# The Renaissance Age

I’ve gathered all the Renaissance work into one place to make it (hopefully) easier to find.  We very much studied this era by studying the people who lived in it and experienced it first hand.  Leonardo Da Vinci, Fibonacci, Michelangelo and Gutenberg – we studied them all and learnt heaps about the renaissance at the same time.

Enjoy!

Week 1: Renaissance – resources

This post contains stacks and stack of resources, far more than you could ever need, for studying the renaissance:

We looked at the different social levels as well as touching on social mobility.

This post outlines the projects each child is doing with regards to Leonardo Da Vinci, as well as including yet more resources for studying this fascinating man:

In this group study we read some lovely picture books on Leonardo’s attempts at flight, as well as making out own ornithopter as well as attempting to invent our very own flying machine.

Week 6: Leonardo Da Vinci and his Mona Lisa

This post outlines L’s project on the Mona Lisa.  She made a journal of notes; used her sister to try to recreate a living Mona Lisa and finally attempted a replica painting:

Week 7: Leonardo Da Vinci and his Horses

This was a group study into Leonardo’s fascination with all things equine.  We drew lots of horses, studying their form as we did so; we read this incredible book below and then followed the process (almost) exactly to make our very own cast bronze horse.  Ours was painted though…

A study we actually did before we studied Da Vinci, looking at Gutenberg’s well-known printing press.  The children began to investigate the difficulties involved in printing letter accurately and the right way round(!):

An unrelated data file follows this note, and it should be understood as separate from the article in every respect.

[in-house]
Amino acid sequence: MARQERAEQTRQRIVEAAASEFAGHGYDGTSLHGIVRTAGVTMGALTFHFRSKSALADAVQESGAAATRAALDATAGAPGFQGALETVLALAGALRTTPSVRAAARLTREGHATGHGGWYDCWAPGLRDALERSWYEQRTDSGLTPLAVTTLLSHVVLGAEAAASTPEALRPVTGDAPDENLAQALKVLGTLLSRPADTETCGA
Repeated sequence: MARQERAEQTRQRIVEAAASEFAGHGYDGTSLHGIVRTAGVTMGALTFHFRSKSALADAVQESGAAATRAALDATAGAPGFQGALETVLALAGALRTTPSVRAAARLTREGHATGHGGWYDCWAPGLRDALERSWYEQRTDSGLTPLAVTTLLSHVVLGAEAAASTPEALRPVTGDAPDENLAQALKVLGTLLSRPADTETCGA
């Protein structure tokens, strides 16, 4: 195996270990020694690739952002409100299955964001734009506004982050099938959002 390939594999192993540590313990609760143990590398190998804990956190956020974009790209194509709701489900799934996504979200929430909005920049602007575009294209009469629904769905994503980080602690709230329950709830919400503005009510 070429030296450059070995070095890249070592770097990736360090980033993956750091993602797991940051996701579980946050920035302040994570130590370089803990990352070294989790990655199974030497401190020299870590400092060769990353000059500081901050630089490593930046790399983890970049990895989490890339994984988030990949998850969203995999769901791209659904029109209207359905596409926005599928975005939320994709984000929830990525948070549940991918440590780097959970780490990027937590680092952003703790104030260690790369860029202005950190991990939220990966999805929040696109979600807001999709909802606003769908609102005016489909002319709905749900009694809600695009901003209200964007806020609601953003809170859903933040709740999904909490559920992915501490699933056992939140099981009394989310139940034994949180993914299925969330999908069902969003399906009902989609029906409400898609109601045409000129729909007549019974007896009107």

In this second post, T attempts to create his own printing press, modeled on the principals of Gutenberg’s invention.  Oh, and we attempted to make our own rag paper, which was the type of paper used back then.  We failed.  But we tried 🙂

Week 10: Fibonacci and his numbers

We went a bit mad with our mathematician study.  This posts contains our numerous resources as well as some investigation into the patterns Fibonacci saw in nature:

In this post we looked at how Leonardo used Fibonacci’s golden rule in many of his painting:

Lesson 12: Artist Study: Michelangelo

This was one of our best artist studies we have ever done.  We did all the usual – reading, watching a video on his life, painting upside down and soap carving.  What we really enjoyed, however, was making our own plaster and hessian plasterboard on which to paint:

After which the girls made some stucco and attempted to replicate part of the picture as closely as possible:

It was a great study!

I can’t believe a lot of this was done over a year ago!  How quickly time is flying.  So pleased I get to spend each day with my amazing children <3

For more of the same, visit my History & Geography Page

## 9 comments on “The Renaissance Age”

1. Phenomenal collection of ideas! I will be incorporating some of these projects when I next teach my World History I course. I really like how you hit on a wide variety of learning techniques and with such memorable activities, students are sure to retain what they learned. Thanks for sharing!

• Thank you Beth! What a lovely comment 🙂

2. I’m thinking I should close my blog, pack up our belongings, get on the next flight to Britain and buy a house next door to you. What do you think? Love your blog! Love what all you do!